Since the dawn of humanity's self-awareness, death has always been a cold, dark fact of life. We honour our dead. We find ways to ensure they are respected, even though they cannot know what we do. And we also try not to speak ill of those unable to defend themselves.
But we have never been able to control it. We have fought against it. We have developed ways to prolong life; but prolong just means delaying death. We know from the moment we're born we are all aimed at one ending, no matter what happens in between. My latest novel is the question of what if?What if we could control it?What if we could just skip the parts of life we don't like and shift a bunch of people from one century to another without thought? It's not a new inception, however, many works available now deal with cryonics as already perfected. Space travel and transporting to new worlds is simple as just a drip in the arm and light speed travel. I was more interested in the effect of the procedure, and the effects of the guinea pigs.In Perpetuity was a work in progress for a long time. Not only was the story of Frankenstein (eventually) integral to the novel as a whole, but it provided a kind of serendipitous grounding of the primary themes of my work.
Mary Shelley's famous novel was not about death. It was about life. About discovery, and fear, and love, and realising, ultimately, you are alone in your pursuits and your own fierceness may be the destructive force to the ones you love. It has an extraordinary set of layers, of intrigue, of exploration, of tenderness, of destruction. It is a book deserving of its remembrance, and though its primary happenings can be confused (that Frankenstein is the scientist, not the monster, for example) our culture is firmly aware of what the epithet of "Frankenstein" means.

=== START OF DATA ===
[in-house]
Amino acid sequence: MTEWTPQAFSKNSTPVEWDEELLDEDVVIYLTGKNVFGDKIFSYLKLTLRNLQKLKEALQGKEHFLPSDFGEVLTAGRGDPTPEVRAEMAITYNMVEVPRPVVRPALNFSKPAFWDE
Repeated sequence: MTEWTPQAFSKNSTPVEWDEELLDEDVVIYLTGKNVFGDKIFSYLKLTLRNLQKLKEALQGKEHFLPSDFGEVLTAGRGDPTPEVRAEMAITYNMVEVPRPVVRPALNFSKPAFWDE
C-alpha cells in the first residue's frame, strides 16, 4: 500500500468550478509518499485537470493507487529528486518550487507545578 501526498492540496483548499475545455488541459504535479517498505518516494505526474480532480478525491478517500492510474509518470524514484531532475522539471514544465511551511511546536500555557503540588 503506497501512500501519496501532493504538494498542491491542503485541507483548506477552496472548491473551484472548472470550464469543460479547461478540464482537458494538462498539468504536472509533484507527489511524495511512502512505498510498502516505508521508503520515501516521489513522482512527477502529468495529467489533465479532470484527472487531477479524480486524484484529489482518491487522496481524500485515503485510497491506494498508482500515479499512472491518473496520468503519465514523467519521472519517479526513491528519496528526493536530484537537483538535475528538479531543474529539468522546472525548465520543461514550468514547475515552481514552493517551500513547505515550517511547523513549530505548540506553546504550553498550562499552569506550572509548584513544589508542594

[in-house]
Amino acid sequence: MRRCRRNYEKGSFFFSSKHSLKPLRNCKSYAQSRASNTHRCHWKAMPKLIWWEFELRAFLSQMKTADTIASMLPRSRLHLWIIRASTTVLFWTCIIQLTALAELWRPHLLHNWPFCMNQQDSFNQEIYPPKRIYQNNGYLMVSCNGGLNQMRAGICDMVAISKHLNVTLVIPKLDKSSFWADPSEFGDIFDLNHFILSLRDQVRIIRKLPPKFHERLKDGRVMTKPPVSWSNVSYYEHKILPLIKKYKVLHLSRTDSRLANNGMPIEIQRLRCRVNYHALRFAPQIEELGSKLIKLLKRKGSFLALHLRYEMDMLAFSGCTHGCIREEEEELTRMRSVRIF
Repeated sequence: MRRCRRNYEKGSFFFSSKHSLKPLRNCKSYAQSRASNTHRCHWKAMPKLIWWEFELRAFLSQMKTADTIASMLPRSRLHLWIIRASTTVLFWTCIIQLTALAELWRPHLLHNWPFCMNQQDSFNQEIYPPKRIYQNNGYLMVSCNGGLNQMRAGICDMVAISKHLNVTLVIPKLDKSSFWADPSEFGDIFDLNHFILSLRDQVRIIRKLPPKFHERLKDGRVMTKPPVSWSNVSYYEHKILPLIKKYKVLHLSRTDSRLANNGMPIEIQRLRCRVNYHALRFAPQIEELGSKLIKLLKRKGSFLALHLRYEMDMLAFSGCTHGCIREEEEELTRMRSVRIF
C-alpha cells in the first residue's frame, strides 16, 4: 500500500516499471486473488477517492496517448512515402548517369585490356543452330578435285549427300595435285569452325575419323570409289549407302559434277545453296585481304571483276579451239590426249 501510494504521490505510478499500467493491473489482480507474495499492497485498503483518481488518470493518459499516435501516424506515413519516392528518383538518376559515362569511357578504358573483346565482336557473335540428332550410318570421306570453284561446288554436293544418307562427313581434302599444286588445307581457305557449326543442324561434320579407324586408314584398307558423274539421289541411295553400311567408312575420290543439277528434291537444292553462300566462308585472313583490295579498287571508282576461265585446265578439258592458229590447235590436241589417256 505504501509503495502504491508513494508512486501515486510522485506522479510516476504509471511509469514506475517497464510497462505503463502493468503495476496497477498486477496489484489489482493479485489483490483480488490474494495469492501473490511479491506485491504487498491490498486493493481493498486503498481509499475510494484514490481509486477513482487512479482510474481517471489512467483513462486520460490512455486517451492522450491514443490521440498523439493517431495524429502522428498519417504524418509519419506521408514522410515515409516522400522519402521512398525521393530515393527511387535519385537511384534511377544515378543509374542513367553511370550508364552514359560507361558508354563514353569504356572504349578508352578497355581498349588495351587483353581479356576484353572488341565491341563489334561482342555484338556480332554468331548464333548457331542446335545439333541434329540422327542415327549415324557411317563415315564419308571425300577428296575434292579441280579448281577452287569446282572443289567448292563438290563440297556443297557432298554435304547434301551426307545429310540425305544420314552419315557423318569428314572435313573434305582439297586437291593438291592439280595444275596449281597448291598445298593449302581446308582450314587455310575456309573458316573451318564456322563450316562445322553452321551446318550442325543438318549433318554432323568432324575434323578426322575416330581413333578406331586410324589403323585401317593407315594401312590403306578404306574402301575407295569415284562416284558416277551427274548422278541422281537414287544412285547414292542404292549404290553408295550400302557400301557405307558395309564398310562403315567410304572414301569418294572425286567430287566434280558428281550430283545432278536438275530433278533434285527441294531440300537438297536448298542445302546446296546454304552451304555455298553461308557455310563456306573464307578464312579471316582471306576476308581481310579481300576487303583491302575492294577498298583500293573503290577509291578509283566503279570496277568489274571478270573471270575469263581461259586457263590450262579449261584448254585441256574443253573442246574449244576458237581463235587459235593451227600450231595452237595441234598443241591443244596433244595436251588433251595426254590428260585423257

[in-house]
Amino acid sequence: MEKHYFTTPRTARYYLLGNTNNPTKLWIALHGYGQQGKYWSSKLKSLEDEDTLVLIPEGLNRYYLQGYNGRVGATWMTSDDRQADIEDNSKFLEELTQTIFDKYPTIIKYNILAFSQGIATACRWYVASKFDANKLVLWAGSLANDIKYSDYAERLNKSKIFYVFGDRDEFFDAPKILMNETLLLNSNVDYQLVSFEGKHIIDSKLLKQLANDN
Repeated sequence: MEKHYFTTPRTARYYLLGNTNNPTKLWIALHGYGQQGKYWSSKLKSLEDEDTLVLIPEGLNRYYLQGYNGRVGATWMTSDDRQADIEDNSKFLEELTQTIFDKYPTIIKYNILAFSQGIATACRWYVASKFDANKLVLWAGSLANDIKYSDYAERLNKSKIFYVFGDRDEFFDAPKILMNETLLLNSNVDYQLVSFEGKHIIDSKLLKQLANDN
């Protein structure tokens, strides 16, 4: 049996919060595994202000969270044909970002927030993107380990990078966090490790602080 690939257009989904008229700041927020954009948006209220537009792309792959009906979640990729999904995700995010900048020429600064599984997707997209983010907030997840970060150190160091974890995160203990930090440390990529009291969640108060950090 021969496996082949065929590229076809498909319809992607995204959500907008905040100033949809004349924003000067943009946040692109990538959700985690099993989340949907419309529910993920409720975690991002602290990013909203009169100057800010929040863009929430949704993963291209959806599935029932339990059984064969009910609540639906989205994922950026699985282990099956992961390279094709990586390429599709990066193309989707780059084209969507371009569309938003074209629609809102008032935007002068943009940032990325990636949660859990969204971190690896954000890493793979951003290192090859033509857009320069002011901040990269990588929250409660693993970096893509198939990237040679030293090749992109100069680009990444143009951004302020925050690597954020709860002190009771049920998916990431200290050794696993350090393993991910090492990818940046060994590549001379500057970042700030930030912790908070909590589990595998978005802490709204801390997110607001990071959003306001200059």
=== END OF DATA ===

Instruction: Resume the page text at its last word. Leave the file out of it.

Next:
Sebastian Eastman is a man with progressive intentions just like Victor Frankenstein. His era is far advanced from the early electrical investigations of the 18th century, but the necessity of discovery hasn't changed. Those with the ability will always pursue, but many of the questions will involve the general morality of those pursuits. Though, my intention wasn't to base the story heavily on Frankenstein, it just happened that many of the themes I was exploring were already extant in not only Shelley's work, but many more of my favourite authors. Thus is the writer's unoriginal life. I wrote my tale before I'd actually read the novel (I'd seen adaptations), but when I did read the novel, I found what she was saying reverberated strongly, and so embraced the Frankenstein connection. Realising the anniversary this year, I decided it was time to finish my unintentional derivation.
Exploring life, living, deprivation and control, were some of the most challenging and exciting themes I've had the pleasure to work on. I think generally, these themes are around in diluted form in much of what I write, but never have they been at the forefront so clearly. I have been lucky to be able to include some of my favourite human innovations and creations in this story, and it stands as my personal tribute to the people who have inspired me along the way. My privilege stands with being able to discover these things continually, in relative peace, and experience what the extraordinary creators of the past have left us as deep and perpetual messages.
What if perpetuity was possible. Who would win? And who would lose?